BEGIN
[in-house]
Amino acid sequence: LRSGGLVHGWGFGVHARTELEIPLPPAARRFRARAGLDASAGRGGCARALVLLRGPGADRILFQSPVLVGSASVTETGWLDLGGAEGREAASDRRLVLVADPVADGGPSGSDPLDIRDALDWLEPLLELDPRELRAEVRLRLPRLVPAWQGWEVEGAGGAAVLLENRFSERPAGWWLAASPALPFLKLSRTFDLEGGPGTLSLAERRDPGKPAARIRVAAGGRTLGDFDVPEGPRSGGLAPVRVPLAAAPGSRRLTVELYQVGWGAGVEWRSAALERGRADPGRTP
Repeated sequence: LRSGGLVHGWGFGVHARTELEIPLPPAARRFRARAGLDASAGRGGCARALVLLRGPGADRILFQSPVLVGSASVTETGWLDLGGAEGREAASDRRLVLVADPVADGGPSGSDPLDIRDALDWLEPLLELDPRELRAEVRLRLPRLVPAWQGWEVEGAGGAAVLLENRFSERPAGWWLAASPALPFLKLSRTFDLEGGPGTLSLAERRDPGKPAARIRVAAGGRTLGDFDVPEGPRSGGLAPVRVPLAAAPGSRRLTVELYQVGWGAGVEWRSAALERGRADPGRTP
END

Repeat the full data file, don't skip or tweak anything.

[in-house]
Amino acid sequence: LRSGGLVHGWGFGVHARTELEIPLPPAARRFRARAGLDASAGRGGCARALVLLRGPGADRILFQSPVLVGSASVTETGWLDLGGAEGREAASDRRLVLVADPVADGGPSGSDPLDIRDALDWLEPLLELDPRELRAEVRLRLPRLVPAWQGWEVEGAGGAAVLLENRFSERPAGWWLAASPALPFLKLSRTFDLEGGPGTLSLAERRDPGKPAARIRVAAGGRTLGDFDVPEGPRSGGLAPVRVPLAAAPGSRRLTVELYQVGWGAGVEWRSAALERGRADPGRTP
Repeated sequence: LRSGGLVHGWGFGVHARTELEIPLPPAARRFRARAGLDASAGRGGCARALVLLRGPGADRILFQSPVLVGSASVTETGWLDLGGAEGREAASDRRLVLVADPVADGGPSGSDPLDIRDALDWLEPLLELDPRELRAEVRLRLPRLVPAWQGWEVEGAGGAAVLLENRFSERPAGWWLAASPALPFLKLSRTFDLEGGPGTLSLAERRDPGKPAARIRVAAGGRTLGDFDVPEGPRSGGLAPVRVPLAAAPGSRRLTVELYQVGWGAGVEWRSAALERGRADPGRTP